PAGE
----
Despite a slick ad campaign to the contrary, most of us in Wisconsin are pretty sure that our dairy cows are happier than their California cousins.
Based on recent figures, it seems that the same is likely true for the dairy farm owners. California lost 105 dairy farms in 2012. That's a lot of farms any way you slice it, but in a state like California with less than 1,600 dairy herds (compared to around 12,000 in Wisconsin) losing more than 100 herds in a year is a painful blow.
Why were California dairies hit so hard in 2012? In short, the risks inherent in the California model of dairying came home to roost. In contrast to Wisconsin dairy farms, which own land as well as cows and produce a high percentage of their own feed, California dairies rely on purchasing grain and forages from out of state. With corn prices at record highs and alfalfa stores at record lows due to the drought, California dairies felt the pinch when it came to feeding cows last year.
According to the 2007 USDA Census of Agriculture, 30 percent of farmland in Wisconsin is rented. In California, by contrast, the percentage of rented acres is closer to 50 percent. It is important to note that this figure represents all types of crops and operations, not just dairy farms. But to the extent that the figures are emblematic of the differences between the Wisconsin and California models of agriculture, these numbers suggest that land ownership is a risk mitigation strategy that has served Wisconsin farmers well in an era of great economic volatility.
Sometimes we don't know a good thing until it's gone. We've got a good thing going here in Wisconsin - animal agriculture still largely is tied to the land base that supports it. The received wisdom is that the hottest trends in finance and fashion start on the coasts and work their way inward.
Our coastal compatriots might chide us for being behind the times, but we also have the chance to see which ideas work and which don't. The current state of affairs in California suggests strongly that the concept of separating the acres from the cows is a bandwagon we do not want to hop on.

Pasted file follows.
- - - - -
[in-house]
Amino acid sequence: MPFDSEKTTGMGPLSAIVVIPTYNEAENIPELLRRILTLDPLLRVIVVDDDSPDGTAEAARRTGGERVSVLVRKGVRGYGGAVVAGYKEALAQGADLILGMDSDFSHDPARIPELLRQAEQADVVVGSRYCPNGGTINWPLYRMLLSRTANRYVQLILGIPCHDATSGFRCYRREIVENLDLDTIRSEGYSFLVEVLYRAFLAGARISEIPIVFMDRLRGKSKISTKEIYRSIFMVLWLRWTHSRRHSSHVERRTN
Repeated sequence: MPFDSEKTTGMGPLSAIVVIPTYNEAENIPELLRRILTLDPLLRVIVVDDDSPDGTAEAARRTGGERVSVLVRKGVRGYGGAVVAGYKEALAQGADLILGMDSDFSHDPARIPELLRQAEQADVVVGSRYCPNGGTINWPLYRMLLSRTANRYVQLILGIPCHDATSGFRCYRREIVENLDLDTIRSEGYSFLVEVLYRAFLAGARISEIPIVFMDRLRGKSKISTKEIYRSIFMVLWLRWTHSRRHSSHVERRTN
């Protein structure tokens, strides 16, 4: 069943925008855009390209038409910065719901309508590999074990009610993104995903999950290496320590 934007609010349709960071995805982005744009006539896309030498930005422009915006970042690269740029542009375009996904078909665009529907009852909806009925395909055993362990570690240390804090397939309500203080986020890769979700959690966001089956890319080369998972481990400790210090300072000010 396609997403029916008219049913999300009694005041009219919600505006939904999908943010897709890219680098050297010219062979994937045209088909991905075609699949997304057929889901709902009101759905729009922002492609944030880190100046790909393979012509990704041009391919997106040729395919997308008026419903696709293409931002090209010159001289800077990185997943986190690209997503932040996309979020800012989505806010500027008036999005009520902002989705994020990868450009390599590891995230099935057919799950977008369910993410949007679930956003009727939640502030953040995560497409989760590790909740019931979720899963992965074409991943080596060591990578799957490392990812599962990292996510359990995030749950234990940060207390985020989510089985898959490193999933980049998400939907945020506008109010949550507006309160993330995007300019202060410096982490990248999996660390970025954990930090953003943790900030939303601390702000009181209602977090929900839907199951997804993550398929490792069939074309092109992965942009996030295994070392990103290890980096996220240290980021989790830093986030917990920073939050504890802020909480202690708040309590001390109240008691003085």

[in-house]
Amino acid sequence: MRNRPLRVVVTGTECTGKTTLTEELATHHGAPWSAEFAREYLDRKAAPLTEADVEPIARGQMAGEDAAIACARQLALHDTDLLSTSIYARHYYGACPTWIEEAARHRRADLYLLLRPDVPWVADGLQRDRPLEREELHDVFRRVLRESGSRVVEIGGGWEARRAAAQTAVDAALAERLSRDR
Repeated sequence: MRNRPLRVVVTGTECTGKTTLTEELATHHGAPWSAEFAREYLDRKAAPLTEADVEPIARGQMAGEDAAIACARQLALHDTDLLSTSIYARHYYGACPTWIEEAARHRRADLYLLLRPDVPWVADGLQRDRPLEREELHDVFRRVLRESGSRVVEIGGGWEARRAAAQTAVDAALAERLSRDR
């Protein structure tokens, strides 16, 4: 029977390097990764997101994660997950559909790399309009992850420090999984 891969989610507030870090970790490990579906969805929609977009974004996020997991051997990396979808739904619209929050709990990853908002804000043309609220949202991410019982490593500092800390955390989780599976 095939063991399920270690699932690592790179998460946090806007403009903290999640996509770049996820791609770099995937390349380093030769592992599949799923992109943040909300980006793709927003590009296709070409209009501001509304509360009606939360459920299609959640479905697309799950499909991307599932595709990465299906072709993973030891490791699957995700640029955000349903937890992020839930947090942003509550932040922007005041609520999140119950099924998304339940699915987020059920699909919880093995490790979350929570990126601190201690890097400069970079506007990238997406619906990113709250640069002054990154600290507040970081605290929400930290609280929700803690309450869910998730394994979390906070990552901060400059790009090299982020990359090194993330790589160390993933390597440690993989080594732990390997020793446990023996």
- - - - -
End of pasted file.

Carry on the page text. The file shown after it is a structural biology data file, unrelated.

Why should we be contemplating these questions right now in Wisconsin?
For one, the trend of renting rather than owning acres is growing: the percent of rented acres was 26 percent in 1987 and 27 percent in 1997. If one of our methods for supporting the dairy industry is minimizing risk, that is not a positive trend. Taking some of the steam out of the current run-up in land values would go a long way toward making land ownership viable for all farms in Wisconsin, and particularly beginning farms.
In this context, we should question the current proposal by the governor to make it easier for foreign corporations and individuals to buy large tracts of land in Wisconsin. Such a change would likely have an inflationary effect on land values, driving land ownership even further out of reach.
The strength of Wisconsin's dairy farms lies in their diversification and resilience - a brilliant system where manure feeds the plants, the plants feed the cows and the cows feed the farmer. All of this works best when the cows and the land are part of the same farm. A farm that is producing both grain and milk is in a much better position to weather price and weather shocks than one that is not.
Our friend Nick Levendofsky from Kansas Farmers Union recently shared a photo of a circa-1970 Moor Man's feed decorative plate. It features a picture of a barn and silo surrounded by rolling fields of grain and pasture, and flanked on three sides by beef and dairy cows, pigs, chickens and sheep. The inscription at the top reads: "Buy only what you cannot raise or process on your farm or ranch."
The cows on that plate, feeding on the bounty from the surrounding hillsides, look pretty happy to me.